2010 looks set to be the year of Android with mobile makers and telcos alike backing Google’s open-source OS for a bumper year.
However Android has been slow to take off in Australia says Tyler McGee Vice President of Telecommunications for Samsung Australia.
McGee told APC that â€œAndroid is hampered by low level of consumer awarenessâ€ on the local market
â€œThere are pockets of people who know what Android is although general awareness is still quite low in Australia and it has a low presence at retail. But as more Android devices come from the major players in future this will boost awareness and when you have more of a range at retail will have more impact on consumers.â€
although it still plays safe with the design specs and UI
Samsung will be part of that push with McGee saying the Korean colossus â€œwill continue to grow the Android market with new devices this year.â€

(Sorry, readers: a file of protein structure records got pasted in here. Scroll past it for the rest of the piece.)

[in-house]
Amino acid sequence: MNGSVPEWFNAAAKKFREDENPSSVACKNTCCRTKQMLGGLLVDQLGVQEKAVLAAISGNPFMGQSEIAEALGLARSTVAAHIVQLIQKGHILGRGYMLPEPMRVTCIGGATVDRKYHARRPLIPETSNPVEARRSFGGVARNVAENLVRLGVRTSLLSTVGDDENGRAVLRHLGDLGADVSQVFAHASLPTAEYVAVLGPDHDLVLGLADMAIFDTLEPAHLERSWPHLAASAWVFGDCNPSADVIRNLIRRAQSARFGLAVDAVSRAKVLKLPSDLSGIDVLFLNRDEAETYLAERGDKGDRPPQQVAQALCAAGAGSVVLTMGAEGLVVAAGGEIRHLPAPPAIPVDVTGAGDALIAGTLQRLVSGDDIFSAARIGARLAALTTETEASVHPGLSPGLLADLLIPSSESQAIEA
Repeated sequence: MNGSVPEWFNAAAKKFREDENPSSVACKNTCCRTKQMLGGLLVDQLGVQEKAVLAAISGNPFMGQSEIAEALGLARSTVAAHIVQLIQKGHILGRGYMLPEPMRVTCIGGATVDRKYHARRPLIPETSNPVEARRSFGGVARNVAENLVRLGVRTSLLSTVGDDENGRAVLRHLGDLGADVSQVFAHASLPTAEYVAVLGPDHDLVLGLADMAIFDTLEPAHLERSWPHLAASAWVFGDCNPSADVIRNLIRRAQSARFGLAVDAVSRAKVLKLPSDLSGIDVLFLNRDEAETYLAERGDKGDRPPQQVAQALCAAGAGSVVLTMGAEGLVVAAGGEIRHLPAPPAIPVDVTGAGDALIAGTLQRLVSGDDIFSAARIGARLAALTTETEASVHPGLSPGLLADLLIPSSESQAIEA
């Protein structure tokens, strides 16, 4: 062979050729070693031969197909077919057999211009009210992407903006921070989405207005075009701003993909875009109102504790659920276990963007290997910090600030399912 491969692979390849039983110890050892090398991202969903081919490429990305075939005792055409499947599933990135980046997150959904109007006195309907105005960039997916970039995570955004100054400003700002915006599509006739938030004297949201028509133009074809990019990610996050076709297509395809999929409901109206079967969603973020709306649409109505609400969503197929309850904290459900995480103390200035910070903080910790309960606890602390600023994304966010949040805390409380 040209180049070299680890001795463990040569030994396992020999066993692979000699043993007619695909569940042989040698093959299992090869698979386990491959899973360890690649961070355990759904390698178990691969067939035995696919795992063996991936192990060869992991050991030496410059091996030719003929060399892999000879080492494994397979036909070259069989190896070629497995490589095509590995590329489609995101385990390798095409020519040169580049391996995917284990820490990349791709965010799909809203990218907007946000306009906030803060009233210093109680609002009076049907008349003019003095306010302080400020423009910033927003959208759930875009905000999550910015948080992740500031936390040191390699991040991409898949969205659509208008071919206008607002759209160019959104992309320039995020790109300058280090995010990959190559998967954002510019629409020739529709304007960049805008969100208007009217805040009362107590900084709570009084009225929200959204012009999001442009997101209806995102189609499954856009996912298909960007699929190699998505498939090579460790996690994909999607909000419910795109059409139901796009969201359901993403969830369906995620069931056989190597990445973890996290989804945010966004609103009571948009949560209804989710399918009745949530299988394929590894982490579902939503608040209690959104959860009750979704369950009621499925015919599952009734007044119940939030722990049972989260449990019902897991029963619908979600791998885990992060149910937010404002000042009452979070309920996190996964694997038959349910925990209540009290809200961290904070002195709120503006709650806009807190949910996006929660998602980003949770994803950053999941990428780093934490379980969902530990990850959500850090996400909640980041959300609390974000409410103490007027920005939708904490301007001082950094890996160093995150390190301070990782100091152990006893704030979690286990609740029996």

These phones are likely to sport more of a customised UI compared to Android’s standard ‘out of the box’ interface.
â€œWe get a little but hung up about platforms to a degree but the top layer user experience should be the same whether you pick up an Android or Bada or Windows Mobile device from usâ€ McGee said. â€œWe’ve learnt a lot from the Icon Galaxy and that will help us in the evolution of what were going to being in future Android devices.â€
Telstra is also bolshie on the prospects for Android with the carrier committing to launch its first Android handset in April.
Ross Fielding Telstra’s Executive Director of Wireless Applications and Services told APC that the carrier’s pricing on the HTC Desire (shown above) â€œis going to be very aggressiveâ€ in order to ensure it lands in the palms and pockets of punters during Telstra’s three-month exclusivity period on the handset.
â€œThe Desire is great around social networking and getting customers online. We see a massive opportunity for growthâ€ Fielding predicts
Paramount to that would be educating the market on smartphones as a category rather than Android as a platform says Fielding.
â€œIt comes down to asking what’s the underlying OS versus what you do with the phone. The OS allows all sort of online use and social networking and access to services but it’s probably more important for us to educate the market on what you do with your smartphone.The underlying OS is less interesting although app stores come to the fore in that discussion.â€